What club committees can do for women and girls.

Written by Natalie Doyle

August 23, 2022

Neon sign saying 'Do something great'

Any of you involved in club committees will know that August is a busy time of year.  Seasons have started or are due to start, players need to be registered, kit and equipment checked or purchased, and volunteers to be recruited.  I recently hosted an episode of the Sport Sister Podcast that focused on women in leadership and it really made me think about how important club committees are in providing opportunities for women and girls in sport.

So I thought I’d use this month’s blog post to share some of my top tips on how you can best utilise your club committee to engage and empower women and girls.

1. Review your club committee set-up.  Look at who currently sits on your club committee.  What are their roles? Do you have representation from different genders, ethnicities, and people with disabilities?  If not, think about how you could encourage people from under-represented groups to join (more on that later).  Do you have someone on your club committee whose role it is to grow women’s and girls’ participation within the club?  Generally, clubs with someone to drive this area see the biggest success.

2. Identify your gaps and proactively recruit in these areas.  Speak to partners such as your County FA if you would like to increase representation from women, the LGBTQ+ community, ethnic minorities, or any other groups in society, and they might be able to introduce you to some people who could be interested in the roles, or they could share an advert on your behalf.  Talk to your parents and carers and tell them what you want to do and why – they might be keen to support you.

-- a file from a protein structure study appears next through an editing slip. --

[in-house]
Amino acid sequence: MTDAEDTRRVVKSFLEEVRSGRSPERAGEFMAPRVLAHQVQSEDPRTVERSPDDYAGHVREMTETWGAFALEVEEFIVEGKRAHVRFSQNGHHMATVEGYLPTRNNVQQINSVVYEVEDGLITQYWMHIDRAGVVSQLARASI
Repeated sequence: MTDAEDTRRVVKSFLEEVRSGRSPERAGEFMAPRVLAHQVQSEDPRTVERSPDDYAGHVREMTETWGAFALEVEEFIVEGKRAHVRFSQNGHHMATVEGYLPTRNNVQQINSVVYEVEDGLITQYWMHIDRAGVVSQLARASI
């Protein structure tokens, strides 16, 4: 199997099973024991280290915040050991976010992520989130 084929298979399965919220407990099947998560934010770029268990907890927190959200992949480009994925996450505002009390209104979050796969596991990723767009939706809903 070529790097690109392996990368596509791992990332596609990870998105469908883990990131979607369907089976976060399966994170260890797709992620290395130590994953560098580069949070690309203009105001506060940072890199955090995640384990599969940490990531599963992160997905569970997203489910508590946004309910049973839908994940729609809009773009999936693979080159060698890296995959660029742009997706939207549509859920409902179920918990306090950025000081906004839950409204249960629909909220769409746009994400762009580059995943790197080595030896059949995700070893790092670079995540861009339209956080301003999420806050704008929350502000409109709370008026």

3. Think about succession planning.  Consider how you can encourage younger people to get involved with running the club.  Perhaps you could form a youth committee to give young people a voice in the club and prepare them for a role in the club committee in the future?  Don’t always approach their meetings in the way you run your club committee meetings because this might not appeal to them.  Ask them how they want the meetings to run and take their lead but always make sure there is adult support available if they need it.  If you do start a youth committee then make sure you have equal representation from all genders.

4. Talk to the women that are around your club – mums, grandmothers, carers.  Find out what skills and experience they have.  They’ll likely have some great transferable skills that could benefit your club committee.  Build those relationships and then build up their confidence to feel they have something valuable to contribute, even if they don’t know anything about football!  As Sarah Waite mentioned in our podcast episode, if you’ve organised a 3 year old’s birthday party then organising kids to have fun is easy!

5. Support new club committee members.  Once you’ve got someone willing to help then you want to hold on to them!  Inductions might be something you associate with your day job but they’re also a great way to support new volunteers or club committee members.  Make sure you give them all the information they need to carry out their role and that they have someone they can contact with any questions.  Allocate them time to spend with the other club committee members to learn about their roles.  Check-in with them regularly to see whether they need any more support.

6. Look at all of the opportunities you provide for women and girls. Compare it to the opportunities you provide for men and boys.  Are they equal?  Where can improvements be made?  Make changes as you need to, considering playing, coaching and other volunteering opportunities to ensure your club is fully inclusive.

Club committees play such an important role in providing sporting opportunities for women and girls.  Use this as a chance to provide positive role models for young girls and opportunities for women to show what they can do in a leadership role.

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